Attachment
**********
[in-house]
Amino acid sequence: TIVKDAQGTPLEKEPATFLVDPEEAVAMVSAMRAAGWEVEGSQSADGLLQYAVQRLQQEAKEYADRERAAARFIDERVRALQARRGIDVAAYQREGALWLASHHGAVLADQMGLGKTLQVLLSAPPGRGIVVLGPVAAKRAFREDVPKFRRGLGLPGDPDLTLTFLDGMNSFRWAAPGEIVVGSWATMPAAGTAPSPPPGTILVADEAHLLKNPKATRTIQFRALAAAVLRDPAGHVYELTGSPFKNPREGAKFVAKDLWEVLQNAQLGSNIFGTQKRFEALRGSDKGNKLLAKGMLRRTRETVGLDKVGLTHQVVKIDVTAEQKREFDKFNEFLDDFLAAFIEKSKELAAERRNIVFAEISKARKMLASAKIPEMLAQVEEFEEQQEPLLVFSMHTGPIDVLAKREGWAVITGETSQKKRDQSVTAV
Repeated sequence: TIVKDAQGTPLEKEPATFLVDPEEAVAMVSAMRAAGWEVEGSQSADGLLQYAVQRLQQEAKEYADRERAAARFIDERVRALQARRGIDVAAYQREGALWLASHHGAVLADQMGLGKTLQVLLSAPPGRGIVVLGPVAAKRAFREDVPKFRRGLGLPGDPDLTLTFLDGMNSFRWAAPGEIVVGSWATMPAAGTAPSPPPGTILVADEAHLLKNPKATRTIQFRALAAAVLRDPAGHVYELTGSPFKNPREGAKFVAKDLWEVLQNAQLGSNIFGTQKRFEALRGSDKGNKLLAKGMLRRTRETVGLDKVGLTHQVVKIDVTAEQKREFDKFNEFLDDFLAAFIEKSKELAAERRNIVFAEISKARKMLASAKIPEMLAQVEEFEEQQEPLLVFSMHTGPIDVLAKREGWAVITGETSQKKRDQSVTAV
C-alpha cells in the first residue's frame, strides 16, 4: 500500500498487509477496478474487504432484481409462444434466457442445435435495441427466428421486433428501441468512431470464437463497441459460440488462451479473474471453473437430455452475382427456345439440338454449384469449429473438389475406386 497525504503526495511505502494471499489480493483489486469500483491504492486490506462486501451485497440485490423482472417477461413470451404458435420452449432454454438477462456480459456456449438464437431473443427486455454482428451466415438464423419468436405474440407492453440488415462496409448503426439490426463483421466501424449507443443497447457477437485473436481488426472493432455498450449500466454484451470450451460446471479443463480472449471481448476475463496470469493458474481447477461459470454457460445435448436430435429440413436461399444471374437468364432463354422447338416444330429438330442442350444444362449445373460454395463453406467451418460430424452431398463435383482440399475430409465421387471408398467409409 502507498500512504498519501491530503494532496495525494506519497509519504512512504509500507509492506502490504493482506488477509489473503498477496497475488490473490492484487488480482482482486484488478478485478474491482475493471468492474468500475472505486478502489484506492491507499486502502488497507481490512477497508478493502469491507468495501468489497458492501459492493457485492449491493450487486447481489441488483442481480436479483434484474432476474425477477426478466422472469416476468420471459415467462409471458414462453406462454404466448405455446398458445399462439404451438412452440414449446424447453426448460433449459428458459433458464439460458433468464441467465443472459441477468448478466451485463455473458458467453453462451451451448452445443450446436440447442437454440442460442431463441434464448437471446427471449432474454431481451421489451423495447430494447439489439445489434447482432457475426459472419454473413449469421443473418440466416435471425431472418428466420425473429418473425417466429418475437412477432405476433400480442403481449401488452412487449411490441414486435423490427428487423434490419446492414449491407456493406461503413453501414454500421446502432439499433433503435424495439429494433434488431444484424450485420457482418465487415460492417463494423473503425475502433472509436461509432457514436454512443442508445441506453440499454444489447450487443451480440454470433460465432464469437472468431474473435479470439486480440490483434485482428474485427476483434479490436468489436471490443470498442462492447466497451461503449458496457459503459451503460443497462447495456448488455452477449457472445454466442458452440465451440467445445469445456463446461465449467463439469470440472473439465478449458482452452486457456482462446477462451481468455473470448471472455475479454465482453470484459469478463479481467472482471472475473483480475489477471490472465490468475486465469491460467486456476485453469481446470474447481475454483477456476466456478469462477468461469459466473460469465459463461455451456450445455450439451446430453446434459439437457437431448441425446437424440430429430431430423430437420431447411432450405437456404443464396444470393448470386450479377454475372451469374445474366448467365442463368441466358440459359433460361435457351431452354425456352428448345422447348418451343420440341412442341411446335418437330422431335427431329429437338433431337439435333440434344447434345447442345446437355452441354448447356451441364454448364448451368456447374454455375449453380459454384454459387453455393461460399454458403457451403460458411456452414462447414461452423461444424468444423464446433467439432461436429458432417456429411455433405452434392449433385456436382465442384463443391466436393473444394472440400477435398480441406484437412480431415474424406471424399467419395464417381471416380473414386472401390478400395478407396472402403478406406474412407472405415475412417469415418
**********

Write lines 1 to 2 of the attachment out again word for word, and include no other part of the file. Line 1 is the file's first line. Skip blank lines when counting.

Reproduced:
[in-house]
Amino acid sequence: TIVKDAQGTPLEKEPATFLVDPEEAVAMVSAMRAAGWEVEGSQSADGLLQYAVQRLQQEAKEYADRERAAARFIDERVRALQARRGIDVAAYQREGALWLASHHGAVLADQMGLGKTLQVLLSAPPGRGIVVLGPVAAKRAFREDVPKFRRGLGLPGDPDLTLTFLDGMNSFRWAAPGEIVVGSWATMPAAGTAPSPPPGTILVADEAHLLKNPKATRTIQFRALAAAVLRDPAGHVYELTGSPFKNPREGAKFVAKDLWEVLQNAQLGSNIFGTQKRFEALRGSDKGNKLLAKGMLRRTRETVGLDKVGLTHQVVKIDVTAEQKREFDKFNEFLDDFLAAFIEKSKELAAERRNIVFAEISKARKMLASAKIPEMLAQVEEFEEQQEPLLVFSMHTGPIDVLAKREGWAVITGETSQKKRDQSVTAV